Fountains Abbey must have made enormous profits from its sale of lead, iron and stone and held power and influence for at least two centuries.
In 1502, the York Guild of Merchant Adventurers chastised the then Abbot of Fountains, Marmaduke Huby, (who built the delightful chapel at Bewerley whose windows and walls are adorned by his initials):
“…we understand that you occupy buying and selling lead and other merchandise as a free merchant, contrary to God’s laws and man’s, you being a spiritual man and of religion, and so your occupying is great damage and hurt to us merchants in these parts.”
Even in the sixteenth-century lead mining attracted many workers and Bolton Priory also claimed rights to work the mines in the western area around Mungo Gill. Disputes over ownership attracted much attention and 500 miners are recorded as having assembled in 1530 near Craven Keld accusing the Bolton Priory men of sinking shafts within the Forest of Knaresborough boundaries.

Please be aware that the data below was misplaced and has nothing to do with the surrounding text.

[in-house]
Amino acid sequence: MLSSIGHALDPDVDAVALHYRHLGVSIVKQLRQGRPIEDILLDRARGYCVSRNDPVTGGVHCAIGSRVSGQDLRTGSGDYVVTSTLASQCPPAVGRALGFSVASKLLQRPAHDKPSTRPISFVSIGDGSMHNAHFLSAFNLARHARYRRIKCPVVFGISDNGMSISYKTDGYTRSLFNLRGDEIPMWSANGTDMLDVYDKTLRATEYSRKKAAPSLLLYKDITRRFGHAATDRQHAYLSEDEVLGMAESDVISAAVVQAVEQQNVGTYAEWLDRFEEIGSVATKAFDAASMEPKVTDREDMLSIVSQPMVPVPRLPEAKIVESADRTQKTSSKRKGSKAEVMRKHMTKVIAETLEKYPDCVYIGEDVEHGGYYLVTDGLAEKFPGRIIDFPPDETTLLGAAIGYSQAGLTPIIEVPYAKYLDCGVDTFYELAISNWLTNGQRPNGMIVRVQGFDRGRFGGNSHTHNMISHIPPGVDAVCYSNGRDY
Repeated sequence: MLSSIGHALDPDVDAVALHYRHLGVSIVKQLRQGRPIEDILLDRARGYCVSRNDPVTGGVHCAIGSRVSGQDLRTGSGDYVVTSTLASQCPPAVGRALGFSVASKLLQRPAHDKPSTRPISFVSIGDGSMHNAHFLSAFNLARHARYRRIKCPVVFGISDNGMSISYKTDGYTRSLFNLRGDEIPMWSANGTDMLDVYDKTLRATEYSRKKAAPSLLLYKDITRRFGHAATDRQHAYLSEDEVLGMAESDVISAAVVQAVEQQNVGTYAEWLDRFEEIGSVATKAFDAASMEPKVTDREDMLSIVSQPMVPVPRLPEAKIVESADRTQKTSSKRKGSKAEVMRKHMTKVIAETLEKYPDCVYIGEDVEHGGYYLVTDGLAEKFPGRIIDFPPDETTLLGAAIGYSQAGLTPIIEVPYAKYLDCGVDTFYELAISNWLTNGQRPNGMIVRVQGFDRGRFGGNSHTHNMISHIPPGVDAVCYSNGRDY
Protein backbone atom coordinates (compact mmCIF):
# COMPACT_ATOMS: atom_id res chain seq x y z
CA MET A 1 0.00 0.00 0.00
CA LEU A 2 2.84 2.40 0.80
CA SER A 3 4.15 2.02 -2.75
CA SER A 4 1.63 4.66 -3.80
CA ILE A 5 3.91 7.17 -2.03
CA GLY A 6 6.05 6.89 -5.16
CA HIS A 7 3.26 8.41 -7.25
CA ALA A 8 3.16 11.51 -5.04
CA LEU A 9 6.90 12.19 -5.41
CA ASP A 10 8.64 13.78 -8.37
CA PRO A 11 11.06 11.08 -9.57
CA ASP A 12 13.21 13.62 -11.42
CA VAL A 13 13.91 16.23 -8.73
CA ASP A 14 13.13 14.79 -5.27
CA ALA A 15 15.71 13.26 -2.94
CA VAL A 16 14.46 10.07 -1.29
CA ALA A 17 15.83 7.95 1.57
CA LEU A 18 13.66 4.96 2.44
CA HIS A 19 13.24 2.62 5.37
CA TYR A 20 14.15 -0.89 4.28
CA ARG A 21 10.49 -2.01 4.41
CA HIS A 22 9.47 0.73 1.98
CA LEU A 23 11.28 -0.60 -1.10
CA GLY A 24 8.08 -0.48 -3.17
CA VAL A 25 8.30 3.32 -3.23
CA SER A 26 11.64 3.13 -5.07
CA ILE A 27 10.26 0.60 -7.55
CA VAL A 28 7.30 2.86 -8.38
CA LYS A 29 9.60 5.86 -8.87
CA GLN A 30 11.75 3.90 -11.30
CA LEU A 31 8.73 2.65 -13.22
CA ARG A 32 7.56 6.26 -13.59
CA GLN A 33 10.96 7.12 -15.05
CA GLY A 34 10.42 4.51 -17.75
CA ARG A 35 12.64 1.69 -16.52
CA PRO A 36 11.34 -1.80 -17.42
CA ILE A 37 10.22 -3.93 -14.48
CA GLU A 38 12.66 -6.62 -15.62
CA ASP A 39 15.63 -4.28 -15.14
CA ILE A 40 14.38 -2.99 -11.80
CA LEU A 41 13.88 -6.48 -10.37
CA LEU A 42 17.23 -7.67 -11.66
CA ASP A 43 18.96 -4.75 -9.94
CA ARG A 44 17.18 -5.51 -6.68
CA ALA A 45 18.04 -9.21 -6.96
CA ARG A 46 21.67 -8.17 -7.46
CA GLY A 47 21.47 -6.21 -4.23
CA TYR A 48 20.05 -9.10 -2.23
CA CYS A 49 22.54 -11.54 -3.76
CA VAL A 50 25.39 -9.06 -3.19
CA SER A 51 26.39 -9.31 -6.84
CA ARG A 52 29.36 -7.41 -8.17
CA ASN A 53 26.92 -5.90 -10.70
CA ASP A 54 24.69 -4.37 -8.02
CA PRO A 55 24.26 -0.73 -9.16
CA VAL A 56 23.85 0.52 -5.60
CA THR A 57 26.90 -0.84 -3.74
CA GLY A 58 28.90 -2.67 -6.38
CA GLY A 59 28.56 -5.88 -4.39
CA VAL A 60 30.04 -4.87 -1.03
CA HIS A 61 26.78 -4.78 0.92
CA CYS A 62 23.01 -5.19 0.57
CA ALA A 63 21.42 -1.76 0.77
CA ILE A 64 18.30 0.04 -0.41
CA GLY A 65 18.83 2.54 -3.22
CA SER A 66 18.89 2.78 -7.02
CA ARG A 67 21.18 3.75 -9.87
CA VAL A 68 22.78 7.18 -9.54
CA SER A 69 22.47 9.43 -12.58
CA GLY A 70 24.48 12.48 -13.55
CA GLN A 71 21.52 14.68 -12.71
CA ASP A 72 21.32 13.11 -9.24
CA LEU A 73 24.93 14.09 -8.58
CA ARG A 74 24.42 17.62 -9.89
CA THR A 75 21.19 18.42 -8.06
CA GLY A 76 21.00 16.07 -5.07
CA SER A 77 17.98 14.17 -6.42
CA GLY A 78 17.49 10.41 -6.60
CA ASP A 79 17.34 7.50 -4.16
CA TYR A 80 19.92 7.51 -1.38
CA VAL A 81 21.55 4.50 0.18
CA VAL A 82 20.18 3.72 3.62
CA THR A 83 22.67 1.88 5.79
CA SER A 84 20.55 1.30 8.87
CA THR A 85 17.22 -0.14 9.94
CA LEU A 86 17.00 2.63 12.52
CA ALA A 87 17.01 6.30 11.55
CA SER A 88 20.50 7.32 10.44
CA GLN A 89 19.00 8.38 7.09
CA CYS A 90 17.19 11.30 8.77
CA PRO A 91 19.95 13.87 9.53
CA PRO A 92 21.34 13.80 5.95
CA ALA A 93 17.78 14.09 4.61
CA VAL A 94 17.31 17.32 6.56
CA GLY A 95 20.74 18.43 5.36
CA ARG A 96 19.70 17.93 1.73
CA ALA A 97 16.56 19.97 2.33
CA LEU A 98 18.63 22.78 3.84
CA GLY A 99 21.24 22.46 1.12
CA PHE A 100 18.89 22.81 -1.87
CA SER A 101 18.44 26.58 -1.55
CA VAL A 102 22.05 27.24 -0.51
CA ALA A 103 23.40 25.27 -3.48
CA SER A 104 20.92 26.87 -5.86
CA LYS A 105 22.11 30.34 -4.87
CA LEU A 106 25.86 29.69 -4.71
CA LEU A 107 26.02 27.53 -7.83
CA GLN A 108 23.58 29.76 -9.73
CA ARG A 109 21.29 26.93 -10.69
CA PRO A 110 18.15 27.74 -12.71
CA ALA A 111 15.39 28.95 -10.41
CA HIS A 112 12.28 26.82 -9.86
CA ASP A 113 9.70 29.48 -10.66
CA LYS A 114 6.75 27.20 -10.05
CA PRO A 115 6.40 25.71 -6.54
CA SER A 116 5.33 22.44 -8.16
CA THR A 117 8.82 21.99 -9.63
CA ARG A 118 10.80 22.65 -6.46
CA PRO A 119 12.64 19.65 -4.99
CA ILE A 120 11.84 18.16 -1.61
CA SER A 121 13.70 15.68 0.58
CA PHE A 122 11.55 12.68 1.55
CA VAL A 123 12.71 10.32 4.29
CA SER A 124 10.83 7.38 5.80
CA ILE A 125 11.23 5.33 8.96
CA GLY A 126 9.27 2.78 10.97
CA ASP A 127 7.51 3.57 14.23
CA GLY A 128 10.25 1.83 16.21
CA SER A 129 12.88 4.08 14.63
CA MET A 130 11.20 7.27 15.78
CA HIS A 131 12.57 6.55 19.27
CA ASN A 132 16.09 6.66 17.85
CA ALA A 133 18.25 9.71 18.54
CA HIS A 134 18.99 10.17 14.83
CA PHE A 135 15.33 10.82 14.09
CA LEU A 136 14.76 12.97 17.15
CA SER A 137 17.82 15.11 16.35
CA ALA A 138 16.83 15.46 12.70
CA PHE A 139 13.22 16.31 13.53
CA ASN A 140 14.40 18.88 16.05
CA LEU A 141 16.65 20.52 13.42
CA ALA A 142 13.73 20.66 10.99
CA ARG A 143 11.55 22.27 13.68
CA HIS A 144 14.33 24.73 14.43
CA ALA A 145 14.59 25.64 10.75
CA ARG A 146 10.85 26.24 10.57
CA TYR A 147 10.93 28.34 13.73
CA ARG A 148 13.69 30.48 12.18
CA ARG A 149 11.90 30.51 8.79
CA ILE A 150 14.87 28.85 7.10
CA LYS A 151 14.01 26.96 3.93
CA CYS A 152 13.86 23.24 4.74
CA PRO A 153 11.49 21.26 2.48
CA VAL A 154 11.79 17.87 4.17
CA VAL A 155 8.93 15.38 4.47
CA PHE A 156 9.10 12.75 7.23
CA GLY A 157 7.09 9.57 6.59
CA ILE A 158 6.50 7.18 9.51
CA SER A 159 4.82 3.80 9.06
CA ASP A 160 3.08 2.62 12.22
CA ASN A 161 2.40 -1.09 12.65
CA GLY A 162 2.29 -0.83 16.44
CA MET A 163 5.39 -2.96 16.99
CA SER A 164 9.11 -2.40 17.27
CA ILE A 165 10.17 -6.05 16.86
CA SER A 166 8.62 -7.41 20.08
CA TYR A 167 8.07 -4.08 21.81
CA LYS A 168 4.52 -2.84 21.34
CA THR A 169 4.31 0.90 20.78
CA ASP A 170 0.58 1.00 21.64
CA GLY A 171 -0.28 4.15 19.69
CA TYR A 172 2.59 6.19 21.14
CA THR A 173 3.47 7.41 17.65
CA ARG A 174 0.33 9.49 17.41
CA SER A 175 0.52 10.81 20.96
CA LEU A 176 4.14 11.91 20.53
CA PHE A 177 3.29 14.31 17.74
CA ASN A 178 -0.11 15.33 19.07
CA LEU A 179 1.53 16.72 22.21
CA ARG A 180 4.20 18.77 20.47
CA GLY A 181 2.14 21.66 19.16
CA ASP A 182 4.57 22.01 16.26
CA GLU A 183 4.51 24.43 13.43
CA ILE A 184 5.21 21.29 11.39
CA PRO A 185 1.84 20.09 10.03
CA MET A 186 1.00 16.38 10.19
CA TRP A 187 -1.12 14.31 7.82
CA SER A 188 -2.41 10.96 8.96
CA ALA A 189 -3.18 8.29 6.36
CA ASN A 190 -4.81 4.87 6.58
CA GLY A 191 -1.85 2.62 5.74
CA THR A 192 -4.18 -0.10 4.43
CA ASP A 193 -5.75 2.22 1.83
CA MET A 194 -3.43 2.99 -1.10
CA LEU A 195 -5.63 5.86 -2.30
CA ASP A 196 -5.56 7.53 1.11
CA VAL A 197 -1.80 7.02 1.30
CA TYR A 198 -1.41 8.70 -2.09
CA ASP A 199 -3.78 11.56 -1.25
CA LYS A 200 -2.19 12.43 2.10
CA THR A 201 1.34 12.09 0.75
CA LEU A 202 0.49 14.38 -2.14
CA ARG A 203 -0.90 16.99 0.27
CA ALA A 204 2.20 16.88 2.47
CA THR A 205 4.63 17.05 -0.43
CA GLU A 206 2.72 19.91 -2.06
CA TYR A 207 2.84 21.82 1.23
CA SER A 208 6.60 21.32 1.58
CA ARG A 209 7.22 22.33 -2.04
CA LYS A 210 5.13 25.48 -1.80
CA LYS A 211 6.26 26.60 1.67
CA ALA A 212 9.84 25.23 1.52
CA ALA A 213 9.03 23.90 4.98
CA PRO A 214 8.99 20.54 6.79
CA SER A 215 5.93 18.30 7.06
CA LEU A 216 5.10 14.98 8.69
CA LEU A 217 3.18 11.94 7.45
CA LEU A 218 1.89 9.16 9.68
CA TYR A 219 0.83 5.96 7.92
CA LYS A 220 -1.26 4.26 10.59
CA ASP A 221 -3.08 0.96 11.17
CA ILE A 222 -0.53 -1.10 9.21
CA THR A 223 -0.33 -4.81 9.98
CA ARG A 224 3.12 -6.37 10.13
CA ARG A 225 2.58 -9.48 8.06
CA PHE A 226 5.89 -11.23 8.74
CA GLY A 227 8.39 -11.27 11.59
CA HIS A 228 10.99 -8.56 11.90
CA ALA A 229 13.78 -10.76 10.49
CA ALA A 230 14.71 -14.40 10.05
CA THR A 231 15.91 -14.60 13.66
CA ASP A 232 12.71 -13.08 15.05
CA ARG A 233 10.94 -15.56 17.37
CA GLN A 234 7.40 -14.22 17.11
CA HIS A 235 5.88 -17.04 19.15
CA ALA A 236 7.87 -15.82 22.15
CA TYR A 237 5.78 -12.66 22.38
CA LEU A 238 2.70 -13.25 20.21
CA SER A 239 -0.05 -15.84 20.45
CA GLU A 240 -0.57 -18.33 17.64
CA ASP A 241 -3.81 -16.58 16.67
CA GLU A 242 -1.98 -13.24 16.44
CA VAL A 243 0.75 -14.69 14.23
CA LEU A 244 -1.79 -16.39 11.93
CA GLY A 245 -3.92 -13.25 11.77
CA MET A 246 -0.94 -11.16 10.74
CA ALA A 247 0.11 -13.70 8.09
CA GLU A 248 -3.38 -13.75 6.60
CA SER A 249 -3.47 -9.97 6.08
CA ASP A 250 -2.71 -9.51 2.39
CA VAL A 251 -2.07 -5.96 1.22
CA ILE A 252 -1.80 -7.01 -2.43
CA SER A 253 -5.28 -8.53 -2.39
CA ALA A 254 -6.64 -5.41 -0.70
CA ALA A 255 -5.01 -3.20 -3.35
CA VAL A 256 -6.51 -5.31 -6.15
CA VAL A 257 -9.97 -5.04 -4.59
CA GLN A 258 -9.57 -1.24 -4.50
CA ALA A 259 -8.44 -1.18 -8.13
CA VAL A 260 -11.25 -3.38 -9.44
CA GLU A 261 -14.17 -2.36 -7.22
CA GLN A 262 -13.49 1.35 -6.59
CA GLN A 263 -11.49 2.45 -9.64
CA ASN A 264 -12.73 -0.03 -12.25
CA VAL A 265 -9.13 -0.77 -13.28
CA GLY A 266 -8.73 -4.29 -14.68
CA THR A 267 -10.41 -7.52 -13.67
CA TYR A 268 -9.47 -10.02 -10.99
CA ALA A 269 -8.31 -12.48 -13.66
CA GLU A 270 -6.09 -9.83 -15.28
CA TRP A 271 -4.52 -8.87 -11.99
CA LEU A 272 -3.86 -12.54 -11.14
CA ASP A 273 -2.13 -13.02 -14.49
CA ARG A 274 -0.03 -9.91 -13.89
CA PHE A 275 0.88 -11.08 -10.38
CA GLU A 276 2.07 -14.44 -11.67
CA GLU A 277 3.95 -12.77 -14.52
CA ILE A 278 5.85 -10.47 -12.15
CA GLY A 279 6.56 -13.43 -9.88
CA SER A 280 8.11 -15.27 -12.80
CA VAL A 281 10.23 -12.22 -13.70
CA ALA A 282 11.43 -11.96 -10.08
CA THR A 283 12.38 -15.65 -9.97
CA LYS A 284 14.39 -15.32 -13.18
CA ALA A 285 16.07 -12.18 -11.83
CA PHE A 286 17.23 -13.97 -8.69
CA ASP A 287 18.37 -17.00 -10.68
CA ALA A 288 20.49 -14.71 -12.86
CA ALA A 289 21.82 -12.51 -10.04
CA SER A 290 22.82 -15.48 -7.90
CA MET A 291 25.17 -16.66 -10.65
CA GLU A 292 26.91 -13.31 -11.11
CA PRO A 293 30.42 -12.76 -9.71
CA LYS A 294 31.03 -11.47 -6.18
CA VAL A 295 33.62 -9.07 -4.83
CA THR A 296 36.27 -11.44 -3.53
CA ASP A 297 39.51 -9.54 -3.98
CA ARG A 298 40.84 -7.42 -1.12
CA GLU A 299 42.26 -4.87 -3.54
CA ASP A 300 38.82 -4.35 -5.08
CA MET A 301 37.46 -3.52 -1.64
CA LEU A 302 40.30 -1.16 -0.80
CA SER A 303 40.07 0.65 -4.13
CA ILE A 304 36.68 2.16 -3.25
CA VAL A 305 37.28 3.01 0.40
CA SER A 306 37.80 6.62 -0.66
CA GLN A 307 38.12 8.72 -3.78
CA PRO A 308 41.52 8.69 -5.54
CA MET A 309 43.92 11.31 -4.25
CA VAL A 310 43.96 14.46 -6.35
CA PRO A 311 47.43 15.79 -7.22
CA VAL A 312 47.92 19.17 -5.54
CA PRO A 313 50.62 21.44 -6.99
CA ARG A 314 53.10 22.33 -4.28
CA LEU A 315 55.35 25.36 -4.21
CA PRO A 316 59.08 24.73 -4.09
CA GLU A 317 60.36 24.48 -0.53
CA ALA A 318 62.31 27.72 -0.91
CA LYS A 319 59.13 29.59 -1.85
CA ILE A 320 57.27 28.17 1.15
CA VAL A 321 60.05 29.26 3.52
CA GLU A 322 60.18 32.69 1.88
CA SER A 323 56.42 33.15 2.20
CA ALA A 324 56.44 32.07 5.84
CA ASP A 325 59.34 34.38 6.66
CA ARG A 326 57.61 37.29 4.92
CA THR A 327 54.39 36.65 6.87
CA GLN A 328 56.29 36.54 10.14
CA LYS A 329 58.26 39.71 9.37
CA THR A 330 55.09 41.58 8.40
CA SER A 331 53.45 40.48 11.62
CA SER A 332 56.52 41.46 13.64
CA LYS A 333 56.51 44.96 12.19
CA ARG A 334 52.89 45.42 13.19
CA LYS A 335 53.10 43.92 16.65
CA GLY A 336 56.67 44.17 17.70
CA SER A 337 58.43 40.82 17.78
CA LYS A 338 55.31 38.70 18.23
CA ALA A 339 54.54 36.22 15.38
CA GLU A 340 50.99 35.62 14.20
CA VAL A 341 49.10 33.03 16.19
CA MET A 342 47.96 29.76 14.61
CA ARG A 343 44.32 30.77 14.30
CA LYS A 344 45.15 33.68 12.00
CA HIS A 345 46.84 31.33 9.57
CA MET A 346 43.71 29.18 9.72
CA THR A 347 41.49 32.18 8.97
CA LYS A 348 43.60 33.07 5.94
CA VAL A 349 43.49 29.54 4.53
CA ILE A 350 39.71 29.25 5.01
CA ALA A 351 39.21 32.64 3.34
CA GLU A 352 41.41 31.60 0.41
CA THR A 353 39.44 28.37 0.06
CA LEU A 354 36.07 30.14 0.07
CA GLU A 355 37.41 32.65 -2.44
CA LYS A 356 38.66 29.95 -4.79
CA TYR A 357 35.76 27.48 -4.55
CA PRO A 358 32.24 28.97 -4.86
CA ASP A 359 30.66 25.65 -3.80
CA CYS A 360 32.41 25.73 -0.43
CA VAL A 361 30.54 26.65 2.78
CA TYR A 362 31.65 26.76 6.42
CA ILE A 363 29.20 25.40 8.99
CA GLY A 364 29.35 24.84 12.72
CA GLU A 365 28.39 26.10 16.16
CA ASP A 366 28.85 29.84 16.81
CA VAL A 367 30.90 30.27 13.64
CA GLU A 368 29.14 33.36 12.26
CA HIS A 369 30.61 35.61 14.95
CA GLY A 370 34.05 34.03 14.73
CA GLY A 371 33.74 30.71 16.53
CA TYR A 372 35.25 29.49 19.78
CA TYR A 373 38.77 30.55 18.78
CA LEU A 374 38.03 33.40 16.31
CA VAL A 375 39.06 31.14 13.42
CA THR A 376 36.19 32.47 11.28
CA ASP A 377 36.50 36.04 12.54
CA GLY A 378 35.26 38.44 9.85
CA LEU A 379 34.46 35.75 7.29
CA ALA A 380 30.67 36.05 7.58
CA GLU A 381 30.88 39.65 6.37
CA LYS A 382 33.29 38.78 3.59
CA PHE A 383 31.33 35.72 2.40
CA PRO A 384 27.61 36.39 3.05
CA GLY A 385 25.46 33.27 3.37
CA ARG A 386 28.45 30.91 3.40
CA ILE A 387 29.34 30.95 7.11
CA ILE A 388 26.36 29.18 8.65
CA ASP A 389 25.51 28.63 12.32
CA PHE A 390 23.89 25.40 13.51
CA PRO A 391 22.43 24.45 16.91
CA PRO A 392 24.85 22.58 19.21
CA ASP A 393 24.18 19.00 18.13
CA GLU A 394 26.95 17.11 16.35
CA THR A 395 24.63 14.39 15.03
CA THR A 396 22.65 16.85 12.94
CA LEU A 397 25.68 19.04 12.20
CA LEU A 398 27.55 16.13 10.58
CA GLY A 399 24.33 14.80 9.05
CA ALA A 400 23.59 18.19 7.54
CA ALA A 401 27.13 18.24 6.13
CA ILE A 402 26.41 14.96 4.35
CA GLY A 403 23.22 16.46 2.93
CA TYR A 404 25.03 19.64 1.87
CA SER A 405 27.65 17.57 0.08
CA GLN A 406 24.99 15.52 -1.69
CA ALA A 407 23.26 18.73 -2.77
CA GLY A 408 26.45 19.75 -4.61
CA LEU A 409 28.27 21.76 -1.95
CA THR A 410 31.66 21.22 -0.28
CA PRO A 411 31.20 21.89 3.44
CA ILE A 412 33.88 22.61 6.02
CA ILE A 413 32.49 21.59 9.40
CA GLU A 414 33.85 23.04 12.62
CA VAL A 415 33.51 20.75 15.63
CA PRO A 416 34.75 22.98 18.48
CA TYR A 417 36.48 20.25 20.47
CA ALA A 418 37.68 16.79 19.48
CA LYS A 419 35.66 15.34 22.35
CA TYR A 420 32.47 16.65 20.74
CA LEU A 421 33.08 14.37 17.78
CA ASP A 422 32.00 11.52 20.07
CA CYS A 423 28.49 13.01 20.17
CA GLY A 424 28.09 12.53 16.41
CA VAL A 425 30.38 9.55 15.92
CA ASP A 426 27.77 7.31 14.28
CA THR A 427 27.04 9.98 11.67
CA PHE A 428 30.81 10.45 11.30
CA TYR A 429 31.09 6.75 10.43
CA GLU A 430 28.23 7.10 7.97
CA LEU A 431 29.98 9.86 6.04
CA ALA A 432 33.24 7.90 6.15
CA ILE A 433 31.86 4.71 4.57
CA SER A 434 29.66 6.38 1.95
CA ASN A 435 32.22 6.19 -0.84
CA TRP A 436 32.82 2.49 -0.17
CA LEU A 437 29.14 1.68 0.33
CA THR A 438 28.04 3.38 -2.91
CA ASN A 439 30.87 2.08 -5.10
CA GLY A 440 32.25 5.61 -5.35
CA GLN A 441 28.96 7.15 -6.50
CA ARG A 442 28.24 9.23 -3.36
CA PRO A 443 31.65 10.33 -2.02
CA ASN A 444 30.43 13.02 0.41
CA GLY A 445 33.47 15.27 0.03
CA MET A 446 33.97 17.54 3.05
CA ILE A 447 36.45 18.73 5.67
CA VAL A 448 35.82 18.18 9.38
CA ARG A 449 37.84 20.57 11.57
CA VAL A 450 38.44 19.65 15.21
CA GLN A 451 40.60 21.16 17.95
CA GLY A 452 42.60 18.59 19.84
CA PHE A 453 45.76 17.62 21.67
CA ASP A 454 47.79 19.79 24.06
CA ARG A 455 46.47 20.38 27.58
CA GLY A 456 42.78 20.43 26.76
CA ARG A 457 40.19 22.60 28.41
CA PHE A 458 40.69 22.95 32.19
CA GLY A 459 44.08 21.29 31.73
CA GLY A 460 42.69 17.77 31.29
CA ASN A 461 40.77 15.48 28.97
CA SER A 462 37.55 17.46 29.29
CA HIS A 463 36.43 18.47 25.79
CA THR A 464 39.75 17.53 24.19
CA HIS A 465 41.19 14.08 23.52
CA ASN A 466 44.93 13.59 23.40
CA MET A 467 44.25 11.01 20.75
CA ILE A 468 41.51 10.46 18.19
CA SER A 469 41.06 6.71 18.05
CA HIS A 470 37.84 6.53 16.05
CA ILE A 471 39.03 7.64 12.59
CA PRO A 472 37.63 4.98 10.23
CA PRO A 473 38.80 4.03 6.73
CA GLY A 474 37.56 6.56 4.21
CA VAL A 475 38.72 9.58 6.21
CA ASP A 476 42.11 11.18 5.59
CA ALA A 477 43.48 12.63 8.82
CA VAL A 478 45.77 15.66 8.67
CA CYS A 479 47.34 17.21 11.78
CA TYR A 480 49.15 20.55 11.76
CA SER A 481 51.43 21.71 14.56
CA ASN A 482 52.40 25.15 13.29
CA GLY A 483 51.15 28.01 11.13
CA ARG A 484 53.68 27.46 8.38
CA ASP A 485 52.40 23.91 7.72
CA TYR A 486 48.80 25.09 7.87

It is not known how many of these people actually lived on the hill; it is thought most of the workers walked in from outlying areas. The earliest known settlements belonged to Fountains Abbey. Monastic farms were recorded at Coldstonesfold and Hardcastle and it is thought two monks lived in a cottage, the original Kell House, thought to have been built around 1526-1530. The ruins of this cottage still stood in the garden of the present-day Keld House in the 1920s. The job of the monks who lived here, being both to guard the mines and look after the monastic sheep. The monastic grange of Bewerley and lodge at Moorhouses lay on slightly more hospitable, lower-lying land.